HOWTO restart Cinnamon

Linux Cinnamon is a popular desktop environment used by many Linux users. While it is generally stable and reliable, like any software, it can sometimes fail or crash. When this happens, it can be frustrating for users who rely on Cinnamon to get their work done. In this blog post, we will explain why Cinnamon might fail and how to restart it when it does.

Why does Cinnamon fail?

There are several reasons why Cinnamon might fail or crash. Some common causes include:

  1. System updates: Sometimes, updates to the Linux system or other software can cause compatibility issues that result in Cinnamon failing.
  2. Hardware issues: If there is a problem with your computer’s hardware, such as a failing hard drive or faulty RAM, it can cause Cinnamon to crash.
  3. User error: Occasionally, a user may accidentally make changes to their system or Cinnamon configuration that cause it to fail.
  4. Bugs in Cinnamon: While Cinnamon is generally a stable and reliable desktop environment, it is not immune to bugs or other issues that can cause it to fail.

How to restart Cinnamon

If Cinnamon fails, the first step to take is to try restarting it. Here are the steps to follow:

  1. Press Ctrl + Alt + F2 on your keyboard. This will take you to a command line interface.
  2. Enter your username and password to log in.
  3. Type the following command to stop the Cinnamon process: pkill -HUP cinnamon
  4. Wait a few seconds, then type the following command to start Cinnamon again: cinnamon --replace &
  5. Press Ctrl + Alt + F7 on your keyboard to return to the Cinnamon desktop environment.

If Cinnamon does not restart using these steps, you may need to try restarting your computer or troubleshooting other potential issues.

In conclusion, while Linux Cinnamon is generally a stable and reliable desktop environment, it can fail or crash for various reasons. When this happens, it can be frustrating, but restarting Cinnamon can often resolve the issue. If you are unable to restart Cinnamon using the steps outlined in this post, you may need to seek additional support or troubleshooting resources.

Bonus track!

There is indeed a more straightforward way to restart Cinnamon. Here are the steps to follow:

  1. Press Alt + F2 on your keyboard. This will open the “Run Command” dialog.
  2. Type the letter “r” into the text field and press Enter. This will restart the Cinnamon process.
  3. Wait a few seconds for Cinnamon to restart. If everything has gone smoothly, you should be able to continue using Cinnamon as normal.

Using Alt + F2 and typing “r” to restart Cinnamon is a quick and easy way to get your desktop environment back up and running if it has failed or crashed. This method does not require logging in to the command line interface or typing any commands, making it more accessible for users who may not be familiar with the command line.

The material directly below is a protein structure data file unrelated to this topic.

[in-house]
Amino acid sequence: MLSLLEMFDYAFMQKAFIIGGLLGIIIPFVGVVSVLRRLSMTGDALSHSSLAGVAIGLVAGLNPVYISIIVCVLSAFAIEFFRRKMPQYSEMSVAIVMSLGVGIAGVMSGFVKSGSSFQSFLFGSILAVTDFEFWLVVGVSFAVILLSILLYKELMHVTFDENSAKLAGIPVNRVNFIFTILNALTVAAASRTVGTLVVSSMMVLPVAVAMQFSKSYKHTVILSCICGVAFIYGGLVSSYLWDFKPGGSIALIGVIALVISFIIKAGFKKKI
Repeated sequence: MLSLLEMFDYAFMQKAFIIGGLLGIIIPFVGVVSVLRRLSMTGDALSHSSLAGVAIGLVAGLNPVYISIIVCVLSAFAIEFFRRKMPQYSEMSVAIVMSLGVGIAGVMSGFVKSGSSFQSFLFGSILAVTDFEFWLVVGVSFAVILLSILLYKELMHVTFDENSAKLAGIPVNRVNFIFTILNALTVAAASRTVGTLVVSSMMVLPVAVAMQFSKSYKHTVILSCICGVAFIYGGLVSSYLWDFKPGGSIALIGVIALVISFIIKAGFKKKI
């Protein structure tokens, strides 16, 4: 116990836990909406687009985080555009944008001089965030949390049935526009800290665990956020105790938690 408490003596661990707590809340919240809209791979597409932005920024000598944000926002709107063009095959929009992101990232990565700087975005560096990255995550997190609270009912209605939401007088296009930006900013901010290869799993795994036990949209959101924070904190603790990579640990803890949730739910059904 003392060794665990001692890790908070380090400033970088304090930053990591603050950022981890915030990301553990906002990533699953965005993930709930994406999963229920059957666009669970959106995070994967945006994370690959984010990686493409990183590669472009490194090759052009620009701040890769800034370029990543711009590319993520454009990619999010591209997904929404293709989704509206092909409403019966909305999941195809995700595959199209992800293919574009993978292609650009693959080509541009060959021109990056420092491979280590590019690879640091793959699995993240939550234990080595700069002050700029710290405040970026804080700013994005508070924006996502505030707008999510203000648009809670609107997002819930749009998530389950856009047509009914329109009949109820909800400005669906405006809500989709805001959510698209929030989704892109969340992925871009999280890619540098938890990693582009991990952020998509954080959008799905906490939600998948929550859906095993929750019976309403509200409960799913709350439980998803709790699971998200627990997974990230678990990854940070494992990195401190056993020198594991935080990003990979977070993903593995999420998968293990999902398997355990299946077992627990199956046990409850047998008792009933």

Resizing the Root Partition on an Ext4 File System: A Guide to Swapping Out Your Swap Partition

Have you ever run out of space on your root partition and wished you could make it bigger? Or maybe you had a separate swap partition that you wanted to get rid of? Well, fear not, my friend, because today we’re going to be diving into the world of resizing partitions and making the switch to using a swap file instead of a partition.

First of all, let’s talk about why this is possible. The ext4 file system, which is the default file system for most modern Linux distributions, allows for resizing and modifying the partition layout on the fly. This is thanks to the advanced features of ext4, such as its ability to handle online resizing and the use of an advanced journaling system.

Now that we’ve got the basics out of the way, let’s get down to business.

  1. Backup your data

Before you do anything, it’s essential to backup your data. You never know what might go wrong during the resizing process, so it’s always better to be safe than sorry. You can use tools like rsync or tar to backup your important files to another location.

  1. Disable swap

Before we begin resizing the root partition, we need to disable the swap partition. This is because the swap partition may be in use while we are trying to resize it. You might also need to remove it so that you can increase the boundaries of the resize you need. To disable swap, you can use the following command:

sudo swapoff -a

  1. Resize the root partition

Next, we need to resize the root partition. We can do this using the resize2fs tool. In this example, we will be increasing the size of the root partition to 20GB:

sudo resize2fs /dev/sda2 20G

Note that you’ll need to replace “/dev/sda2” with the name of your root partition.

  1. Create the swap file

Now that we’ve resized the root partition, it’s time to create the swap file. A swap file is a file on your file system that is used as virtual memory. To create the swap file, we will use the fallocate tool. In this example, we will be creating a 4GB swap file:

sudo fallocate -l 4G /swapfile

  1. Configure the swap file

Once the swap file has been created, we need to configure it as a swap space. To do this, we will use the mkswap tool:

sudo mkswap /swapfile

  1. Enable the swap file. Finally, we need to enable the swap file so that it can be used as virtual memory. To enable the swap file, use the following command:

sudo swapon /swapfile

  1. Update /etc/fstab

At this point, the swap file is fully configured and ready to use. However, we need to update /etc/fstab to enable the swap file on boot. To do this, add the following line to /etc/fstab:

/swapfile none swap sw 0 0

Also, make sure you remove the old swap partition line. Otherwise, the system will try to check it every time you book taking more time!

And that’s it! You’ve successfully resized your root partition and switched from a swap partition to a swap file. Your system should now boot faster since it no longer has to test the swap partition on each boot.

In conclusion, resizing partitions and switching from a swap